WHO looks to allay unknown hepatitis in the UK

April 18, 2022

On April 5, 2022, WHO was notified of 10 cases of severe acute hepatitis of unknown etiology in children under the age of 10 years, across central Scotland.

By April 8, 74 cases had been identified in the United Kingdom. Hepatitis viruses (A, B, C, E, and D where applicable) have been excluded after laboratory testing while further investigations are ongoing to understand the etiology of these cases. Given the increase in cases reported over the past one month and enhanced case search activities, more cases are likely to be reported in the coming days.

On April 5, 2022, the International Health Regulations (IHR) National Focal Point (NFP) for the United Kingdom notified WHO of 10 cases of severe acute hepatitis of unknown etiology in previously healthy young children (age range: 11 months to five-year-old) across central Scotland. Of these 10 cases, 9 had onset of symptoms in March 2022 while one case had an onset of symptoms in January 2022. Symptoms included jaundice, diarrhea, vomiting and abdominal pain. All 10 cases were detected when hospitalized.

 As of April 8, 2022, further investigations across the United Kingdom have identified a total of 74 cases (including the 10 cases) fulfilling the case definition. The clinical syndrome in identified cases is of acute hepatitis with markedly elevated liver enzymes, often with jaundice, sometimes preceded by gastrointestinal symptoms, in children principally up to 10 years old. Some cases have required transfer to specialist children’s liver units and six children have undergone liver transplantation. As of 11 April, no death has been reported among these cases and one epidemiologically linked case has been detected.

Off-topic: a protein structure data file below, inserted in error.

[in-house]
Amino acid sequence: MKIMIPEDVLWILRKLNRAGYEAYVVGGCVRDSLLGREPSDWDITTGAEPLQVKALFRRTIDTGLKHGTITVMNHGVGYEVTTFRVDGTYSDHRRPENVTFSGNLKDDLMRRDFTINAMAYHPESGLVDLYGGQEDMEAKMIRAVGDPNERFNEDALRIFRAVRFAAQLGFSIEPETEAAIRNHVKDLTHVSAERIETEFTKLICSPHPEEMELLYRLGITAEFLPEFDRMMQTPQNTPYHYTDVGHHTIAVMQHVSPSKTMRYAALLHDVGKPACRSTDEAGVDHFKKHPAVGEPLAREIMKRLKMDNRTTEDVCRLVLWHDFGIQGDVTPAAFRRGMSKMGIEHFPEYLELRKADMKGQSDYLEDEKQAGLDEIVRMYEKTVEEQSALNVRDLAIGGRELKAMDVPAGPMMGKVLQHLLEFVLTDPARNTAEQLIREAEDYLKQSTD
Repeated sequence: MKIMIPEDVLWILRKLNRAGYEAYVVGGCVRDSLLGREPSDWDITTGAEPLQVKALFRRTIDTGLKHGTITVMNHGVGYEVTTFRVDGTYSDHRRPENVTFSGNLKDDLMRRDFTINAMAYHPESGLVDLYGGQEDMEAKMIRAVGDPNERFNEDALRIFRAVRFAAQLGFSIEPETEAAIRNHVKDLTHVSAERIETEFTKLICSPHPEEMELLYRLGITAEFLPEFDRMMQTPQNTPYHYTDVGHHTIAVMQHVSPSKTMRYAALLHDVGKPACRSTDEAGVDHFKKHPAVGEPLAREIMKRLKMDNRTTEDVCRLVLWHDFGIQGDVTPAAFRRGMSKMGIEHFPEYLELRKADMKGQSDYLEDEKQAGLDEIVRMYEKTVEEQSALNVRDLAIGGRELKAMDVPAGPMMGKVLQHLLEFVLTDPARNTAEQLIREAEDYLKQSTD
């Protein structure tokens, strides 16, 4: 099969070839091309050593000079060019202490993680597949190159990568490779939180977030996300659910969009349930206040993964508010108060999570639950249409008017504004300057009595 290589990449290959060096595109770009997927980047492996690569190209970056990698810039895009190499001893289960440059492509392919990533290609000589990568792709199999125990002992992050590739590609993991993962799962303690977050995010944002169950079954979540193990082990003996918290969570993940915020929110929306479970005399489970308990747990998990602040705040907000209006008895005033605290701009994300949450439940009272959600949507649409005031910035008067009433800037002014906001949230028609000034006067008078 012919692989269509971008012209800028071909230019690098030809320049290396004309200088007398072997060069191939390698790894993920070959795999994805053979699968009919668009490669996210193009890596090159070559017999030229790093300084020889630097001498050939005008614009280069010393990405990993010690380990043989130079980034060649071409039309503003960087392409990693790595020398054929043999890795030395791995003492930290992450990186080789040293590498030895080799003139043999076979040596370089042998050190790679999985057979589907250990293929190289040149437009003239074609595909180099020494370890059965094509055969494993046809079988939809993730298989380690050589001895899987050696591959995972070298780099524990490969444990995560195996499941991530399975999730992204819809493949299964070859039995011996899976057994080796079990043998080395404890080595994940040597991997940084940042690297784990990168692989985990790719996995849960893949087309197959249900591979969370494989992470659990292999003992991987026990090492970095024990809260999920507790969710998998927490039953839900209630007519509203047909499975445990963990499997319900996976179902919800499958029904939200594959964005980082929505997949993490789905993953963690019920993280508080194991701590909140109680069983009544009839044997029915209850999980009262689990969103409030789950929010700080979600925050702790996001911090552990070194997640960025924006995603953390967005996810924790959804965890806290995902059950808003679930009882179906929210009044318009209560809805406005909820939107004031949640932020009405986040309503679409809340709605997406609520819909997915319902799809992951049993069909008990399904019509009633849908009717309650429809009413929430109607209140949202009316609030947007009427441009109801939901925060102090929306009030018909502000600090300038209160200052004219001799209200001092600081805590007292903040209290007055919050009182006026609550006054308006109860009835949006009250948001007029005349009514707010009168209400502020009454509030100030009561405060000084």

Laboratory testing has excluded hepatitis type A, B, C, and E viruses (and D where applicable) in these cases while Severe acute respiratory syndrome coronavirus type 2 (SARS-CoV-2) and/or adenovirus have been detected in several cases. The United Kingdom has recently observed an increase in adenovirus activity, which is co-circulating with SARS-CoV-2, though the role of these viruses in the pathogenesis (mechanism by which disease develops) is not yet clear. No other epidemiological risk factors have been identified to date, including recent international travel. Overall, the etiology of the current hepatitis cases is still considered unknown and remains under active investigation. Laboratory testing for additional infections, chemicals and toxins is underway for the identified cases.

Following the notification from the UK, less than five cases (confirmed or possible) have been reported in Ireland, further investigations into these are ongoing. Additionally, three confirmed cases of acute hepatitis of unknown etiology have been reported in children (age range 22-month-old to 13-year-old) in Spain. The national authorities are currently investigating these cases.

Further investigations by the national authorities are ongoing to include more detailed exposure history, toxicology testing, and additional virological/microbiological tests. Guidance has been issued to experts to support a thorough investigation of suspected cases.

Further investigations and a clinical and public health response to the cases reported are also being undertaken in Ireland and Spain.

WHO release